Our Thriving Ecosystems

Inspiring Venture Success

Supporting innovators and entrepreneurs

During her time in Commerce, Ushpreet Mehta, BCom’19, became interested in startups. She recalls a particular class during third year, “Launching New Ventures”, taught by Professor Jim Hamilton. “I started to realize there is a career path you can have in entrepreneurship.”

At Smith, Ushpreet worked with fellow students on business ideas, took part in startup competitions and attended lectures on entrepreneurship. “There are so many resources available for budding entrepreneurs at Smith,” she says.


Every spring, university students from across Canada come to Smith to learn about entrepreneurship through Venture for Canada.

Venture for Canada

In June, Ushpreet took part in a unique program at Smith through Venture for Canada. Venture for Canada, a non-profit, recruits high-potential university graduates to work at startups. Smith has been the organization’s national education partner for five years. Each spring, 90 entrepreneurially-minded university students from across Canada come to Smith to take part in a four-week training camp to develop skills before a two-year work placement with a startup.

Smith faculty teach at the camp, and Scott Stirrett, Venture for Canada’s CEO, says the school is an important partner in developing the next generation of entrepreneurs. “We provide that pathway for what can be a transformative career experience,” he says.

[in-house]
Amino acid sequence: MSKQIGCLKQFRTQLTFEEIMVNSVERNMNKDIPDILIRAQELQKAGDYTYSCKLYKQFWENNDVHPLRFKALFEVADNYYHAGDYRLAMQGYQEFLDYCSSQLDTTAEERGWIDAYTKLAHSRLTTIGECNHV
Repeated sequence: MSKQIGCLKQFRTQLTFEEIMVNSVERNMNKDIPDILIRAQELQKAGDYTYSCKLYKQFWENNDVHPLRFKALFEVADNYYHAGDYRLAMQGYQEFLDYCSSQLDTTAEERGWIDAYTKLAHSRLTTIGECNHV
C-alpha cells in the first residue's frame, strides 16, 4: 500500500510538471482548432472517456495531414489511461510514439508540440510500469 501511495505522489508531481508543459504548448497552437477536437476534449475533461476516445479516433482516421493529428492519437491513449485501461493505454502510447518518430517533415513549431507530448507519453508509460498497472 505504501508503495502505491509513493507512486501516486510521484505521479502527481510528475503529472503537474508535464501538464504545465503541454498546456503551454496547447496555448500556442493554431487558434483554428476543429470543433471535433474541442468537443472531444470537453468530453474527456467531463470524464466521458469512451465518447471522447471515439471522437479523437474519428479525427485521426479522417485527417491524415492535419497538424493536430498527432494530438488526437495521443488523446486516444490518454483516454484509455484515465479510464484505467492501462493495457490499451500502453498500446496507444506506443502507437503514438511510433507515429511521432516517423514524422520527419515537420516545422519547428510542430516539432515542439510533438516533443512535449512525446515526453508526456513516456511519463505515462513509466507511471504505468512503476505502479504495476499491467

Ushpreet says she appreciated the experience of meeting students during the camp who share her passion for entrepreneurship. Afterwards she joined Toronto-based OneLocal (co-founded by Edward Yao, BCom’09). Her ultimate aim? To start her own business. “Right now, I’m enjoying helping a small business grow.”

A place for startups

The Venture for Canada partnership is just one part of Smith’s growing entrepreneurial ecosystem. The Centre for Business Venturing encourages, enables and educates the entrepreneurial aspirations of students and graduates. It also supports research to gain a better understanding of entrepreneurial success.

Financial backing is a critical part of a company’s early stages and Smith helps through competitions and strategic initiatives. These include the annual UPstart Venture Challenge and Dare to Dream, an innovative program supported by alumni and corporations that gives new launches a chance to grow.

“There are so many resources available for budding entrepreneurs at Smith.”

There’s also the TriColour Venture Fund, which teaches students to think like venture capitalists, investing in real businesses with real money. Smith also provides alumni, students and entrepreneurs the chance to learn through Queen’s Venture Network. Smith has QVN chapters in Toronto and Calgary, with a combined total of over 1,200 members. In the last year, QVN delivered 15 entrepreneurial education and networking events.

“The foundation of the entrepreneurial ecosystem at Smith is not only to educate, but to engage and connect students and alumni in immersive, experiential learning opportunities,” says JP Shearer, associate director of the Centre for Business Venturing. “It ignites the critical juncture between learning to know and learning to do.”